Donald Paarman, a prodigy who lived for surfing

08 October 2017 - 00:00 By Chris Barron

Donald Paarman, who has died in Wilderness at the age of 65, was a member of South Africa's most famous surfing family and became the youngest surfing Springbok at the age of 14.
He was regarded as South Africa's best teenage surfer in the '60s and one of the best South African surfers ever.
By the age of 17 he had represented South Africa three times in world championships in the US and Australia.
In 1970 an Australian surfing magazine voted him international surfer of the year.
It was predicted that he would be a world champion. From a purely surfing point of view he had everything it took, technique, flair, passion, courage, small-wave skills, big-wave prowess, tube riding talent and competitive nous. He was always relaxed on his board, always stylish. No wave was ever too big for him. He was fearless.
But he had a schizophrenic and addictive personality, and first drugs then alcohol destroyed his chances and almost cost him his life until he cleaned up his act and became addicted to religion.
He was born on May 4 1952 in Cape Town, the eldest of six boys, four of whom surfed. His younger brother Jonathan was also a Springbok.
Paarman's uncle John Whitmore was the doyen of South African surfing. He was the first builder of surfboards in the country, designed the first roof rack for surfboards and pioneered most of the surfing spots between the Orange River and Port Elizabeth.
Paarman grew up in a bungalow on Bakoven beach. He began surfing when he was nine and spent every minute he could catching waves at Glen beach.
He entered, and won, his first surfing contest at the age of 12.
He had a strict Catholic upbringing and was forced to go to church every Sunday morning. He had a strong rebellious streak that did not take kindly to this or anything else that interfered with surfing. He left school without matriculating to concentrate on surfing.
After competing with the Springbok team in San Diego - where he started smoking dagga - at 14 and Puerto Rico at 16, he took part in the world surfing championships in Australia in 1970.
Joined a hippie community
He had the looks and enigmatic aura of a rock star, was treated like one and behaved like one. He became addicted to various chemicals and in a drug- and alcohol-addled haze missed his boat back to South Africa. He decided to stay in Australia, which he did for the next seven years.
While wandering on a beach in Sydney he was picked up by someone who took him home and raped him. He went to the Gold Coast in Queensland, joined a hippie community, sold drugs, took drugs, drank heavily and married a New Zealander.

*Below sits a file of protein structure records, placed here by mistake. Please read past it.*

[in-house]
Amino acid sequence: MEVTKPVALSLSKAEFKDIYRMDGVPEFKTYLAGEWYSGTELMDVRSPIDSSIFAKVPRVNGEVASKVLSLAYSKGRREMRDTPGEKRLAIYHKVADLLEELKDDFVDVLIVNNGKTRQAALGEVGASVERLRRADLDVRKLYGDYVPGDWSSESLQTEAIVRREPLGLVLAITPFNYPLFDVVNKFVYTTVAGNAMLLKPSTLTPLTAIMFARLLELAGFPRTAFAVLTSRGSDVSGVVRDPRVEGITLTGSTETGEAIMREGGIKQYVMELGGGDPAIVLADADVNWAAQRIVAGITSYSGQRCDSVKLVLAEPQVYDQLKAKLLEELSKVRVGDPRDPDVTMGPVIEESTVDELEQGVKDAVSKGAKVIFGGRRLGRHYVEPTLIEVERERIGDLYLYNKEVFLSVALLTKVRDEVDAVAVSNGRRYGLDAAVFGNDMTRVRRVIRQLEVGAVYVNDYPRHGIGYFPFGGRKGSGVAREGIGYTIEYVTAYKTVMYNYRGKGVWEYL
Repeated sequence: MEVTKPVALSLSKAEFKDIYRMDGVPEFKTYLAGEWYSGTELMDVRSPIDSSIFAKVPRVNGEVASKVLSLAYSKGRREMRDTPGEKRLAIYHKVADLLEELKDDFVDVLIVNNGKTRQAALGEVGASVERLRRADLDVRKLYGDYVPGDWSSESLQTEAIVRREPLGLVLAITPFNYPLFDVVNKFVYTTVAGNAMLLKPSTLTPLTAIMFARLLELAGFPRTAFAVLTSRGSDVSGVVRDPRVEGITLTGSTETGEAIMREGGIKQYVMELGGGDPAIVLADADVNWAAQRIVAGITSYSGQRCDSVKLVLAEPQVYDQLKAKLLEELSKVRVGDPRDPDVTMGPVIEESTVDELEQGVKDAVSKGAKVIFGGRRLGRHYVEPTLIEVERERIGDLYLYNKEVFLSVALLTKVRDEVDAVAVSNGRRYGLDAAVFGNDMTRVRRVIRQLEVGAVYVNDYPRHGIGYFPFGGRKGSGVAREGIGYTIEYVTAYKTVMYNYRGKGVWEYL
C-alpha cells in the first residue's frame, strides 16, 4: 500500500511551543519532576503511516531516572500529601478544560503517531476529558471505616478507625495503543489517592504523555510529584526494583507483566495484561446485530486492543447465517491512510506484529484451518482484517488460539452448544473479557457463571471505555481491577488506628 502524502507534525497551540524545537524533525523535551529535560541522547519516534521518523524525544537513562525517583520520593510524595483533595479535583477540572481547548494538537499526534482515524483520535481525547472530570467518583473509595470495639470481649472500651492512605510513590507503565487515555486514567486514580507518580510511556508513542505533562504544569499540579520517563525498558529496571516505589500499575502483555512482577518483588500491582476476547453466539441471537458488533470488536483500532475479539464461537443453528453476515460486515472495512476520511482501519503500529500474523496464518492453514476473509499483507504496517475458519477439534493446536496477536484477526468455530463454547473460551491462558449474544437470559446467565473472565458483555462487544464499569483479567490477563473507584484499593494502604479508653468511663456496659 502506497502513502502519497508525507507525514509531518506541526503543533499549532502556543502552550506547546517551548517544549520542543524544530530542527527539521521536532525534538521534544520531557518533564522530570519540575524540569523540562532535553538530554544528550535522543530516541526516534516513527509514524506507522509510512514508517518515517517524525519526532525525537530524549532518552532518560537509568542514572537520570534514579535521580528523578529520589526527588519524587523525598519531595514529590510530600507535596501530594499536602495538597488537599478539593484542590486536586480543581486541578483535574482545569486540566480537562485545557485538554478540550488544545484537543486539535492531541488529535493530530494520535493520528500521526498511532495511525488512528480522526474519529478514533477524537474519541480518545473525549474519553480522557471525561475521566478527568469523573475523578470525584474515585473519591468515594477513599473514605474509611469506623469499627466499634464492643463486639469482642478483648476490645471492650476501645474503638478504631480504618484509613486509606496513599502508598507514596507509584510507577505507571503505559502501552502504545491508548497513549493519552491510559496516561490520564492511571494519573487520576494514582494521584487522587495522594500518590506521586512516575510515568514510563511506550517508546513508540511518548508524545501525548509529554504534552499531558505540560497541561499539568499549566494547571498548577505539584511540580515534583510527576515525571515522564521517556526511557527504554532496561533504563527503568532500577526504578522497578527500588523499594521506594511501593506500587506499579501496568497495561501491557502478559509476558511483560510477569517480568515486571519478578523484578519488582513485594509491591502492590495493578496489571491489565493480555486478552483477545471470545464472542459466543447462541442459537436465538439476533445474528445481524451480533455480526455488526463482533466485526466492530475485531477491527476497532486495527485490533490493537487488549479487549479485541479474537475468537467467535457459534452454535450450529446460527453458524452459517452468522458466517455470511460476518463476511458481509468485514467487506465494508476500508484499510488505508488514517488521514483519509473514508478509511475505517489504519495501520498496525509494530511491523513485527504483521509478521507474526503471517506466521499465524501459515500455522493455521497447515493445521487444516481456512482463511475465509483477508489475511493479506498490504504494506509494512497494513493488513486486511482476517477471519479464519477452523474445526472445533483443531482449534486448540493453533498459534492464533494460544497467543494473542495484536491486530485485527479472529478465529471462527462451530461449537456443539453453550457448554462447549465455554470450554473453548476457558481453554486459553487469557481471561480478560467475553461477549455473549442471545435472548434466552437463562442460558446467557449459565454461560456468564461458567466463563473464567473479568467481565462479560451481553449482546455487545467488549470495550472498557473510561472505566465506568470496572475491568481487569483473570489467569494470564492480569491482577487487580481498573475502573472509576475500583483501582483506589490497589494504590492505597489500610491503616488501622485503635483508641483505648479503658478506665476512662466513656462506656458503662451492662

He was diagnosed as a schizophrenic and committed to an asylum, where he was given electroshock therapy.
Eventually he broke out. His wife, with whom he had a son, left him and he returned to South Africa in 1978.
He was called up for army training. As Paarman was nearing the end of his one-year stint the law was changed and he was told he had to do two years. This pushed him over the edge and he was sent to the psychiatric ward at 2 Military Hospital in Cape Town. He was nursed back to sanity by the woman who became his second wife. He was given a dishonourable discharge from the army, did an apprenticeship and worked in a factory making tractor engines.
Paarman began drinking heavily again, which led to the end of his second marriage.
He went to live in Jeffreys Bay where he became a house painter. He bought a cabin in Wilderness and began surfing again. He broke his leg badly while surfing at Victoria Bay and while recuperating filled 15 school exercise books with an unblinking, unpunctuated but fascinating account of his turbulent life and the international surfing culture which had seduced and then almost destroyed him.
Called Lunatic Surfer or Destiny?, it was published by Paarman in 2008.
He put his life back together again, became a convert to New Age religious beliefs and advertised himself as a counsellor. "I find myself very comfortable working with people in very dark and scary places," he said.
Paarman, who was diagnosed with lung cancer in August, is survived by two daughters, two sons and his third wife, Jeanette.

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